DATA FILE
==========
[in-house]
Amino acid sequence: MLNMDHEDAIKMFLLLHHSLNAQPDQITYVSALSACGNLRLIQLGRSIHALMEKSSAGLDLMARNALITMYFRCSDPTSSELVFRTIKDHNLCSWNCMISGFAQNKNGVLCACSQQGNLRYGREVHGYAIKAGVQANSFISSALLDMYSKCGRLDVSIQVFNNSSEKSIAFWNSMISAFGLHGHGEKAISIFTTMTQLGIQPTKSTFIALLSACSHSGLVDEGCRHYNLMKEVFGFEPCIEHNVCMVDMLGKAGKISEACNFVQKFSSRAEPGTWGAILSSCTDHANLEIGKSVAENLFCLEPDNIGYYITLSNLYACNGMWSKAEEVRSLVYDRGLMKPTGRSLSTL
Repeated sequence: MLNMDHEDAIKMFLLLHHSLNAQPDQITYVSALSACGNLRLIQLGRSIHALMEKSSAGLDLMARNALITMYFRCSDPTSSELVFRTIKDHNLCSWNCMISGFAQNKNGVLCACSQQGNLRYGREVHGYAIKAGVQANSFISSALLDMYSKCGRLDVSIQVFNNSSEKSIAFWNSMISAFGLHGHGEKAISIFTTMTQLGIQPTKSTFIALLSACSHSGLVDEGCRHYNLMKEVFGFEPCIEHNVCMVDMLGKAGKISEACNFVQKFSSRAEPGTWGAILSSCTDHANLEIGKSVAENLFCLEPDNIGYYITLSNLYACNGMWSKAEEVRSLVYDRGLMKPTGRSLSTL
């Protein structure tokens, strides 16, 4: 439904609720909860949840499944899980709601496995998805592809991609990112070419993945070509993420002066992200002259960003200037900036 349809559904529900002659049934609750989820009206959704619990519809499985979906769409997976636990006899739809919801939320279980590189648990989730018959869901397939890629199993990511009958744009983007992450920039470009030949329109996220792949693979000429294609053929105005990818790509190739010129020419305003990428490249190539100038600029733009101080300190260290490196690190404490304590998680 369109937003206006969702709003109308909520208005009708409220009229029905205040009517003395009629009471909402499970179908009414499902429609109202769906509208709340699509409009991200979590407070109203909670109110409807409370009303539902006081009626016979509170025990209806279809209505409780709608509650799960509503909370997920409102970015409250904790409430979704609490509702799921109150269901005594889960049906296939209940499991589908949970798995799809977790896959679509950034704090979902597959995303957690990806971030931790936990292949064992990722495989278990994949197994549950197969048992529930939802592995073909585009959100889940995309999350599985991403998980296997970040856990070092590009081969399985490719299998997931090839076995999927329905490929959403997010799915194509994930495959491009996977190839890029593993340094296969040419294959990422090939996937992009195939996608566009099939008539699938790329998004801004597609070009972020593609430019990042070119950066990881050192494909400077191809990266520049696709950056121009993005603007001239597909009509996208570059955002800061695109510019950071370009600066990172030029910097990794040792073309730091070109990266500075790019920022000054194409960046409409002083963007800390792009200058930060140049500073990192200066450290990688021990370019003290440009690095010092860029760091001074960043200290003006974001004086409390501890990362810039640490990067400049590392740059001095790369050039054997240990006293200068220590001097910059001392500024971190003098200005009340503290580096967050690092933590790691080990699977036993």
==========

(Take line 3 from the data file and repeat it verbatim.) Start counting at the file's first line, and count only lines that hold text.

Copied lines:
Repeated sequence: MLNMDHEDAIKMFLLLHHSLNAQPDQITYVSALSACGNLRLIQLGRSIHALMEKSSAGLDLMARNALITMYFRCSDPTSSELVFRTIKDHNLCSWNCMISGFAQNKNGVLCACSQQGNLRYGREVHGYAIKAGVQANSFISSALLDMYSKCGRLDVSIQVFNNSSEKSIAFWNSMISAFGLHGHGEKAISIFTTMTQLGIQPTKSTFIALLSACSHSGLVDEGCRHYNLMKEVFGFEPCIEHNVCMVDMLGKAGKISEACNFVQKFSSRAEPGTWGAILSSCTDHANLEIGKSVAENLFCLEPDNIGYYITLSNLYACNGMWSKAEEVRSLVYDRGLMKPTGRSLSTL